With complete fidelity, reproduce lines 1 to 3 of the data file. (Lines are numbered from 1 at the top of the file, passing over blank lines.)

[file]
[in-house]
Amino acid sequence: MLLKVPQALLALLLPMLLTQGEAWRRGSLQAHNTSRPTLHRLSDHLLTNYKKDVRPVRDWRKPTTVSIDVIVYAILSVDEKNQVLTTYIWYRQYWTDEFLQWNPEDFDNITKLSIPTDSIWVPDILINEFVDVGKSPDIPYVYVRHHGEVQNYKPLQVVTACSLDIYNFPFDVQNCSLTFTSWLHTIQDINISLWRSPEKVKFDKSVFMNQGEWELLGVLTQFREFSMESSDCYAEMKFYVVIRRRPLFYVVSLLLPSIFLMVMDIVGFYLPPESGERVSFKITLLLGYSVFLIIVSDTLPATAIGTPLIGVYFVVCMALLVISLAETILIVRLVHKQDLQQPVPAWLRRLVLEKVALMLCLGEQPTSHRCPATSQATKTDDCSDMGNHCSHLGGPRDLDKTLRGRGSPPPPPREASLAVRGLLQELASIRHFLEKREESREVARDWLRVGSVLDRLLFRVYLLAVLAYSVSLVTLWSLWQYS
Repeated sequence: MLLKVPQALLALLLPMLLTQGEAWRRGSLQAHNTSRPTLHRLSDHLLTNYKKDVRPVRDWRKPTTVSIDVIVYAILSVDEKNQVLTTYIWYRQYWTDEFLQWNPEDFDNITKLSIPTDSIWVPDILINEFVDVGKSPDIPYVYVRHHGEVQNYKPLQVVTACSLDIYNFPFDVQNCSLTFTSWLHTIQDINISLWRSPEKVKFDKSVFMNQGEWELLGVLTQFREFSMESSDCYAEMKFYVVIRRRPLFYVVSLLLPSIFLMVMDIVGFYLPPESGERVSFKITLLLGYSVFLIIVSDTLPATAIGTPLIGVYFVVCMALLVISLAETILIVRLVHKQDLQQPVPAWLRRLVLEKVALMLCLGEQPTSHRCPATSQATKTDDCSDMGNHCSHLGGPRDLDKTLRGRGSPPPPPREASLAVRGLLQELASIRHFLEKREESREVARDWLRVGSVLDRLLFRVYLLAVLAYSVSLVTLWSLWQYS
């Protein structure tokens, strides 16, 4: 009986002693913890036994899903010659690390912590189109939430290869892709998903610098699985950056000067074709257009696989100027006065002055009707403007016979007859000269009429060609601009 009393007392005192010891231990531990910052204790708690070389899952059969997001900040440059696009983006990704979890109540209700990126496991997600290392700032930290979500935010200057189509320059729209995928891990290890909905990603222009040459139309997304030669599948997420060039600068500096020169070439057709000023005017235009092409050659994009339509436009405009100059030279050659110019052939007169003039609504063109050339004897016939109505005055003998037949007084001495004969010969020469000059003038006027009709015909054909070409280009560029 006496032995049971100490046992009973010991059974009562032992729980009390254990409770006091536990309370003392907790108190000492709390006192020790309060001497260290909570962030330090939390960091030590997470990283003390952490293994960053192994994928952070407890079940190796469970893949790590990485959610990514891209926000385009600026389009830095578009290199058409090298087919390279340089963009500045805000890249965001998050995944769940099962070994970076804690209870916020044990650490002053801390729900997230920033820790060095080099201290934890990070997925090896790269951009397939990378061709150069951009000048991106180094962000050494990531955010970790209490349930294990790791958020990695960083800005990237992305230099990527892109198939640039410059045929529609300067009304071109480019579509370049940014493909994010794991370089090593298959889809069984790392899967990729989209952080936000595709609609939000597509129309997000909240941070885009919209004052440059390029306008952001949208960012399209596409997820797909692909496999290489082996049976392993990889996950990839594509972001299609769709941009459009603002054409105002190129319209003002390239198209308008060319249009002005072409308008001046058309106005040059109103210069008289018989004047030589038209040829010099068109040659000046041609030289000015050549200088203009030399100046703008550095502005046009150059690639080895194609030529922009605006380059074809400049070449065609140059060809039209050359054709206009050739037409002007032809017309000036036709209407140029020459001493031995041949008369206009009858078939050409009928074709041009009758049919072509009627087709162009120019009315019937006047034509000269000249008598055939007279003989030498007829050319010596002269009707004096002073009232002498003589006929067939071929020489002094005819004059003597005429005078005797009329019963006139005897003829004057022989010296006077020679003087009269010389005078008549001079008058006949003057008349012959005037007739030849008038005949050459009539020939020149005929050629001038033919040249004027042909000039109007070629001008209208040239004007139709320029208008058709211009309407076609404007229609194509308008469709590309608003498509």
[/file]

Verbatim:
[in-house]
Amino acid sequence: MLLKVPQALLALLLPMLLTQGEAWRRGSLQAHNTSRPTLHRLSDHLLTNYKKDVRPVRDWRKPTTVSIDVIVYAILSVDEKNQVLTTYIWYRQYWTDEFLQWNPEDFDNITKLSIPTDSIWVPDILINEFVDVGKSPDIPYVYVRHHGEVQNYKPLQVVTACSLDIYNFPFDVQNCSLTFTSWLHTIQDINISLWRSPEKVKFDKSVFMNQGEWELLGVLTQFREFSMESSDCYAEMKFYVVIRRRPLFYVVSLLLPSIFLMVMDIVGFYLPPESGERVSFKITLLLGYSVFLIIVSDTLPATAIGTPLIGVYFVVCMALLVISLAETILIVRLVHKQDLQQPVPAWLRRLVLEKVALMLCLGEQPTSHRCPATSQATKTDDCSDMGNHCSHLGGPRDLDKTLRGRGSPPPPPREASLAVRGLLQELASIRHFLEKREESREVARDWLRVGSVLDRLLFRVYLLAVLAYSVSLVTLWSLWQYS
Repeated sequence: MLLKVPQALLALLLPMLLTQGEAWRRGSLQAHNTSRPTLHRLSDHLLTNYKKDVRPVRDWRKPTTVSIDVIVYAILSVDEKNQVLTTYIWYRQYWTDEFLQWNPEDFDNITKLSIPTDSIWVPDILINEFVDVGKSPDIPYVYVRHHGEVQNYKPLQVVTACSLDIYNFPFDVQNCSLTFTSWLHTIQDINISLWRSPEKVKFDKSVFMNQGEWELLGVLTQFREFSMESSDCYAEMKFYVVIRRRPLFYVVSLLLPSIFLMVMDIVGFYLPPESGERVSFKITLLLGYSVFLIIVSDTLPATAIGTPLIGVYFVVCMALLVISLAETILIVRLVHKQDLQQPVPAWLRRLVLEKVALMLCLGEQPTSHRCPATSQATKTDDCSDMGNHCSHLGGPRDLDKTLRGRGSPPPPPREASLAVRGLLQELASIRHFLEKREESREVARDWLRVGSVLDRLLFRVYLLAVLAYSVSLVTLWSLWQYS